"New Plate Paintings"
New York, 10 West 25th Street
Julian Schnabel goes back to his roots with a series new additions to his emblematic plate paintings that brought him massive success in the ‘70s. The Brooklyn-born artist, who emerged alongside Jean-Michel Basquiat, Francesco Clemente, and David Salle with his then-unorthodox fashion that rebelled against the reign of Minimalism and burgeoning Conceptualism, played key role in re-introduction of painterly gestures and figurative motifs into the art scene.
In his new exhibition at Pace Gallery, Schnabel delivers a series of oil, plate, and Bondo on wood paintings that illustrate the roses growing by the cemetery of Vincent Van Gogh in Auvers-sur-Oise in France. Lush tones of pink and earthiness of green convey the vibrancy of the ambiance Schnabel finds inspiration in, while his utilization of plates as his source material infuses humor, volume, and fragility to the works’ highly lyrical and otherworldly feel. Following Plate Paintings 1978-1986, the artist’s solo exhibition at the Aspen Art Museum that focused on his early plate paintings, this refreshing exhibition demonstrates the influential artist’s ability to find endure rapid transformations in today’s art.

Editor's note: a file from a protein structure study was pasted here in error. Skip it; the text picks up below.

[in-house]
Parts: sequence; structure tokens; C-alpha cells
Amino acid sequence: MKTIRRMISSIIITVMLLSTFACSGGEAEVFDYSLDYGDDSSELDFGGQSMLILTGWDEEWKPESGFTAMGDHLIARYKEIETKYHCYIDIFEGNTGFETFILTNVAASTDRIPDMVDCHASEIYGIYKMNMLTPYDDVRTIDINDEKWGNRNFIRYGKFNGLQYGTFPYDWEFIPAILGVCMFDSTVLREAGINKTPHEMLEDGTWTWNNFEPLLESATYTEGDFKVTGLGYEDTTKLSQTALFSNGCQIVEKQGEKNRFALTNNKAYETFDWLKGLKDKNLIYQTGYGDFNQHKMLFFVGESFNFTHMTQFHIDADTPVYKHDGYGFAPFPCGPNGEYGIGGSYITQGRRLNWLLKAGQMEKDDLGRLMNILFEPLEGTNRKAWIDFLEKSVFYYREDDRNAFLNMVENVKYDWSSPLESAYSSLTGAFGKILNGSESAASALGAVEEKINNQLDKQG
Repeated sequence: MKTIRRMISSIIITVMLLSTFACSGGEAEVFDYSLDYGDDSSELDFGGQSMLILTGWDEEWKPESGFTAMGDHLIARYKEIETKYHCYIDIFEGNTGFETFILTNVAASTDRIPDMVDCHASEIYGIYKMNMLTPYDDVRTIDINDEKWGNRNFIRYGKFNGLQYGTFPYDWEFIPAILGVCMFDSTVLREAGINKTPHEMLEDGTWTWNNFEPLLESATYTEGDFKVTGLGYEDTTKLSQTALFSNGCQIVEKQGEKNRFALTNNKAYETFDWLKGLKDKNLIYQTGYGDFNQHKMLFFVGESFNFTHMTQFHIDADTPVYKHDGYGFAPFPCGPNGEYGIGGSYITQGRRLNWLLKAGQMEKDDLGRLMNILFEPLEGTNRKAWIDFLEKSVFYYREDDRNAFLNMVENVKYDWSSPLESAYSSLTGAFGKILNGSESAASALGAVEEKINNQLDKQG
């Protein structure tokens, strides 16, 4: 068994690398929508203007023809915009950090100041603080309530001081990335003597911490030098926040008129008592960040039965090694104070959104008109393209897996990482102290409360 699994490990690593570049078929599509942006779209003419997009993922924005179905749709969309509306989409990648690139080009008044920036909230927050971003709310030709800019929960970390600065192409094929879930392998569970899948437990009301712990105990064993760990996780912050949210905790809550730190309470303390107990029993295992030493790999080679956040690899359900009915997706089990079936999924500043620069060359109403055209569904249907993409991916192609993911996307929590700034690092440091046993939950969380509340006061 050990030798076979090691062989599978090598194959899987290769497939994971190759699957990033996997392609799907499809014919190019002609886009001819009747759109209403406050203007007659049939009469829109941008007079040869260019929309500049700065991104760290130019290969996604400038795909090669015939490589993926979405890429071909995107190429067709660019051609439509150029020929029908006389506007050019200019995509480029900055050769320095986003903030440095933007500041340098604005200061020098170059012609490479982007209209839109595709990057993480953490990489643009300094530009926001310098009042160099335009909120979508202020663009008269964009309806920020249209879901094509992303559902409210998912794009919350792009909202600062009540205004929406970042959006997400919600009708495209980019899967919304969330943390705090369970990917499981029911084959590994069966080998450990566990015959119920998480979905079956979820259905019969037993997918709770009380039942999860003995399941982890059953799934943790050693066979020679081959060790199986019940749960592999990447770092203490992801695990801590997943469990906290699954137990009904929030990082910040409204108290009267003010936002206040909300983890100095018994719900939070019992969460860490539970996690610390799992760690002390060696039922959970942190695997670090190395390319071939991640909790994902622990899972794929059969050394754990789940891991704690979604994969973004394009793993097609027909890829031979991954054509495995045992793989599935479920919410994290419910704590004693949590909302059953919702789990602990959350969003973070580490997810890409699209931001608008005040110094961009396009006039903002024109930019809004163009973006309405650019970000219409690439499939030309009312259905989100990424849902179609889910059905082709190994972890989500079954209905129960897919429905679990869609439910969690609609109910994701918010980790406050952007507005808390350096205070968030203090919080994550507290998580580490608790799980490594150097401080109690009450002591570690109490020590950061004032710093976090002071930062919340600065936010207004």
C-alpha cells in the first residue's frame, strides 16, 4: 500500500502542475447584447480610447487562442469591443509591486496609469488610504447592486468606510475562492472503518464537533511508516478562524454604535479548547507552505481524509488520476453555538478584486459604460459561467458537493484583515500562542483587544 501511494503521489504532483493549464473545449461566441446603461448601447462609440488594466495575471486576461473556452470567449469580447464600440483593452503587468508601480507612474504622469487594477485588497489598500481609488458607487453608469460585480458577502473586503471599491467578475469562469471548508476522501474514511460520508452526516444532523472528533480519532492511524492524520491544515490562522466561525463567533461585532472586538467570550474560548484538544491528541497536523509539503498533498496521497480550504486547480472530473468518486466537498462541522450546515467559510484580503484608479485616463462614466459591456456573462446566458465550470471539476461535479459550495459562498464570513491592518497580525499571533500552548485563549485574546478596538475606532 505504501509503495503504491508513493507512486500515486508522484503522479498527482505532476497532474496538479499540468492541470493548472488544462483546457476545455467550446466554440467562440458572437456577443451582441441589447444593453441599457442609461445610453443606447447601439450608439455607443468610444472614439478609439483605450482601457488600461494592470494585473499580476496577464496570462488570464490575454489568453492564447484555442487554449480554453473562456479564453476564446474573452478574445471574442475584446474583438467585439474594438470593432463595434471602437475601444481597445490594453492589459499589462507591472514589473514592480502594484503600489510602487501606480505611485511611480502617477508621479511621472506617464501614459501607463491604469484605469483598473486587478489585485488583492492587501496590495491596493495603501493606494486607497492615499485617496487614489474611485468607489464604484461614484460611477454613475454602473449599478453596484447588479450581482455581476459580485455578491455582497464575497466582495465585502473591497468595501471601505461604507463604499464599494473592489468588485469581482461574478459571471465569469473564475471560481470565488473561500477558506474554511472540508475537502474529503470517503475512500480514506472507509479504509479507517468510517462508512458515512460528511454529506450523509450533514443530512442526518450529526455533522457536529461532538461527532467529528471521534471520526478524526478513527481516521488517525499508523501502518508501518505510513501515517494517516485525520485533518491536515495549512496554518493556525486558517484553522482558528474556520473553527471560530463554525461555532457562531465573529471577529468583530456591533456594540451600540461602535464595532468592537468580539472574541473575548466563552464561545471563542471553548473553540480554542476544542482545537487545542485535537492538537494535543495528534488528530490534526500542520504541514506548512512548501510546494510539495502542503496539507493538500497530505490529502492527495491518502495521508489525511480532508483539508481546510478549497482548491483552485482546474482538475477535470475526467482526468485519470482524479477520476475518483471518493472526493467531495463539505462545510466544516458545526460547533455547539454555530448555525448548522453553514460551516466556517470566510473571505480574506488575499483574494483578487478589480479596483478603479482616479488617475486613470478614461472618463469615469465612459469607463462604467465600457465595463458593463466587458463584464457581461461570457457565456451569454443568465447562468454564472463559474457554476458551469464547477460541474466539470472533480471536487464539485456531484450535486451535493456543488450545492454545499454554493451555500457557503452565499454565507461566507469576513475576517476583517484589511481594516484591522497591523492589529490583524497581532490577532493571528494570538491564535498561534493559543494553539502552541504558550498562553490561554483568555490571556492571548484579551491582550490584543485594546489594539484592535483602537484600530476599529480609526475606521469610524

“The plates seemed to have a sound, the sound of every violent human tragedy, an anthropomorphic sense of things being smeared and thrown. I wanted to make something that was exploding as much as I wanted to make something that was cohesive,” notes the artist about his plate paintings in his 1987 autobiography titled CVJ: Nicknames of Maitre D's & Other Excerpts From Life.
On view through March 25, 2017